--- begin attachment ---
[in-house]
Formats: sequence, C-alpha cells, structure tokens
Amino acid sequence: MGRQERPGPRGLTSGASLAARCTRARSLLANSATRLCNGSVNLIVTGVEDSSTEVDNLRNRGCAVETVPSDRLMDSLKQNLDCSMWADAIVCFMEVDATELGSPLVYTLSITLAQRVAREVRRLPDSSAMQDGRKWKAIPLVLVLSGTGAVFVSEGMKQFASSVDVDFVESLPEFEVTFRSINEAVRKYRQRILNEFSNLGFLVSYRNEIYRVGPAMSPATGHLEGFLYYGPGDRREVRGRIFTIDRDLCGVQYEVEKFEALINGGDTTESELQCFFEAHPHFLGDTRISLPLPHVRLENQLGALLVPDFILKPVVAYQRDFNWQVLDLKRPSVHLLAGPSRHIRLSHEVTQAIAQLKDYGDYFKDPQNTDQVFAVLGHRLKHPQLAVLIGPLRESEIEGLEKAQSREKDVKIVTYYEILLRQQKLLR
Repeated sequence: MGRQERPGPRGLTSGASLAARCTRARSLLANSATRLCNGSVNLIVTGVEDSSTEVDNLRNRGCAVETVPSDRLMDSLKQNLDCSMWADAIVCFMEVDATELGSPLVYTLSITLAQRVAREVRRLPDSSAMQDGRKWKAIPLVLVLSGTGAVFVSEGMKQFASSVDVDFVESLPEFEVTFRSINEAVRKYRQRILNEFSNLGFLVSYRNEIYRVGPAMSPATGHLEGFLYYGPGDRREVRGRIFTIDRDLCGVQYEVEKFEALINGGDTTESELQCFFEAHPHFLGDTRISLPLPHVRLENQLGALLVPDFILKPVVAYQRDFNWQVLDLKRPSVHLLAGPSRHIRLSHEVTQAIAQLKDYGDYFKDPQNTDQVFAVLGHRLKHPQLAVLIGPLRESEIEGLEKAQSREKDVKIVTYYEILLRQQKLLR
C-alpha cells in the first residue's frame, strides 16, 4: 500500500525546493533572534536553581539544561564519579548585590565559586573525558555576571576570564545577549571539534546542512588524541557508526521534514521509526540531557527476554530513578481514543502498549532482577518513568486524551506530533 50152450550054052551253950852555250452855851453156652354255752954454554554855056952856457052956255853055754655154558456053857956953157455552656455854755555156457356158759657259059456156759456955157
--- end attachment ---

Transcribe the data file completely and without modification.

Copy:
[in-house]
Formats: sequence, C-alpha cells, structure tokens
Amino acid sequence: MGRQERPGPRGLTSGASLAARCTRARSLLANSATRLCNGSVNLIVTGVEDSSTEVDNLRNRGCAVETVPSDRLMDSLKQNLDCSMWADAIVCFMEVDATELGSPLVYTLSITLAQRVAREVRRLPDSSAMQDGRKWKAIPLVLVLSGTGAVFVSEGMKQFASSVDVDFVESLPEFEVTFRSINEAVRKYRQRILNEFSNLGFLVSYRNEIYRVGPAMSPATGHLEGFLYYGPGDRREVRGRIFTIDRDLCGVQYEVEKFEALINGGDTTESELQCFFEAHPHFLGDTRISLPLPHVRLENQLGALLVPDFILKPVVAYQRDFNWQVLDLKRPSVHLLAGPSRHIRLSHEVTQAIAQLKDYGDYFKDPQNTDQVFAVLGHRLKHPQLAVLIGPLRESEIEGLEKAQSREKDVKIVTYYEILLRQQKLLR
Repeated sequence: MGRQERPGPRGLTSGASLAARCTRARSLLANSATRLCNGSVNLIVTGVEDSSTEVDNLRNRGCAVETVPSDRLMDSLKQNLDCSMWADAIVCFMEVDATELGSPLVYTLSITLAQRVAREVRRLPDSSAMQDGRKWKAIPLVLVLSGTGAVFVSEGMKQFASSVDVDFVESLPEFEVTFRSINEAVRKYRQRILNEFSNLGFLVSYRNEIYRVGPAMSPATGHLEGFLYYGPGDRREVRGRIFTIDRDLCGVQYEVEKFEALINGGDTTESELQCFFEAHPHFLGDTRISLPLPHVRLENQLGALLVPDFILKPVVAYQRDFNWQVLDLKRPSVHLLAGPSRHIRLSHEVTQAIAQLKDYGDYFKDPQNTDQVFAVLGHRLKHPQLAVLIGPLRESEIEGLEKAQSREKDVKIVTYYEILLRQQKLLR
C-alpha cells in the first residue's frame, strides 16, 4: 500500500525546493533572534536553581539544561564519579548585590565559586573525558555576571576570564545577549571539534546542512588524541557508526521534514521509526540531557527476554530513578481514543502498549532482577518513568486524551506530533 50152450550054052551253950852555250452855851453156652354255752954454554554855056952856457052956255853055754655154558456053857956953157455552656455854755555156457356158759657259059456156759456955157